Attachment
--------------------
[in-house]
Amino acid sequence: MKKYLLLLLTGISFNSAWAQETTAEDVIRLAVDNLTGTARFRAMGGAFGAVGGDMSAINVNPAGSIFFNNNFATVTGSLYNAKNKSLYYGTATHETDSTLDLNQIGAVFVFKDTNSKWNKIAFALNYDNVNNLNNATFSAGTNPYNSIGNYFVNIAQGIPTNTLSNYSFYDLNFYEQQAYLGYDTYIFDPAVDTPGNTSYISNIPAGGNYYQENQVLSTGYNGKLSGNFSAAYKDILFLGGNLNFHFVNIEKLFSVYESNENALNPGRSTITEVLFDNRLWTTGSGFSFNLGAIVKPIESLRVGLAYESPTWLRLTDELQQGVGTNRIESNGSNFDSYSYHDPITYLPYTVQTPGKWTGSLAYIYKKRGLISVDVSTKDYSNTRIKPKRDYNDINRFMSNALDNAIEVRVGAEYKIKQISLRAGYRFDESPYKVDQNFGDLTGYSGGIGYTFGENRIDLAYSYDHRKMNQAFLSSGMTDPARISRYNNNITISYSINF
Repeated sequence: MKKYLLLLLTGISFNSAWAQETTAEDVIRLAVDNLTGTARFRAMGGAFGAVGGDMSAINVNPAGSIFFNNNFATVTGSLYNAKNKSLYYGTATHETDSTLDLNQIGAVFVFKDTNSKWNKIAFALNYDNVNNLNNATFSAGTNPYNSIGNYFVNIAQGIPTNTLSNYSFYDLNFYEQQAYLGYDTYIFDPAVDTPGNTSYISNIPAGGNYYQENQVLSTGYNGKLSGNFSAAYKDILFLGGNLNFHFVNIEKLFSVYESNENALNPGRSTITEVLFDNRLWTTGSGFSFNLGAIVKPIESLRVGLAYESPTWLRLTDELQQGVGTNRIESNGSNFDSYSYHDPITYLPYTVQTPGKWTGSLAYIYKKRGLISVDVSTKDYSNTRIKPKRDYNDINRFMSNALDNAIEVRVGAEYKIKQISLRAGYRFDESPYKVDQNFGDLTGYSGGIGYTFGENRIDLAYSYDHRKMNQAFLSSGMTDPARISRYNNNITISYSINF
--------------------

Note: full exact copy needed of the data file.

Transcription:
[in-house]
Amino acid sequence: MKKYLLLLLTGISFNSAWAQETTAEDVIRLAVDNLTGTARFRAMGGAFGAVGGDMSAINVNPAGSIFFNNNFATVTGSLYNAKNKSLYYGTATHETDSTLDLNQIGAVFVFKDTNSKWNKIAFALNYDNVNNLNNATFSAGTNPYNSIGNYFVNIAQGIPTNTLSNYSFYDLNFYEQQAYLGYDTYIFDPAVDTPGNTSYISNIPAGGNYYQENQVLSTGYNGKLSGNFSAAYKDILFLGGNLNFHFVNIEKLFSVYESNENALNPGRSTITEVLFDNRLWTTGSGFSFNLGAIVKPIESLRVGLAYESPTWLRLTDELQQGVGTNRIESNGSNFDSYSYHDPITYLPYTVQTPGKWTGSLAYIYKKRGLISVDVSTKDYSNTRIKPKRDYNDINRFMSNALDNAIEVRVGAEYKIKQISLRAGYRFDESPYKVDQNFGDLTGYSGGIGYTFGENRIDLAYSYDHRKMNQAFLSSGMTDPARISRYNNNITISYSINF
Repeated sequence: MKKYLLLLLTGISFNSAWAQETTAEDVIRLAVDNLTGTARFRAMGGAFGAVGGDMSAINVNPAGSIFFNNNFATVTGSLYNAKNKSLYYGTATHETDSTLDLNQIGAVFVFKDTNSKWNKIAFALNYDNVNNLNNATFSAGTNPYNSIGNYFVNIAQGIPTNTLSNYSFYDLNFYEQQAYLGYDTYIFDPAVDTPGNTSYISNIPAGGNYYQENQVLSTGYNGKLSGNFSAAYKDILFLGGNLNFHFVNIEKLFSVYESNENALNPGRSTITEVLFDNRLWTTGSGFSFNLGAIVKPIESLRVGLAYESPTWLRLTDELQQGVGTNRIESNGSNFDSYSYHDPITYLPYTVQTPGKWTGSLAYIYKKRGLISVDVSTKDYSNTRIKPKRDYNDINRFMSNALDNAIEVRVGAEYKIKQISLRAGYRFDESPYKVDQNFGDLTGYSGGIGYTFGENRIDLAYSYDHRKMNQAFLSSGMTDPARISRYNNNITISYSINF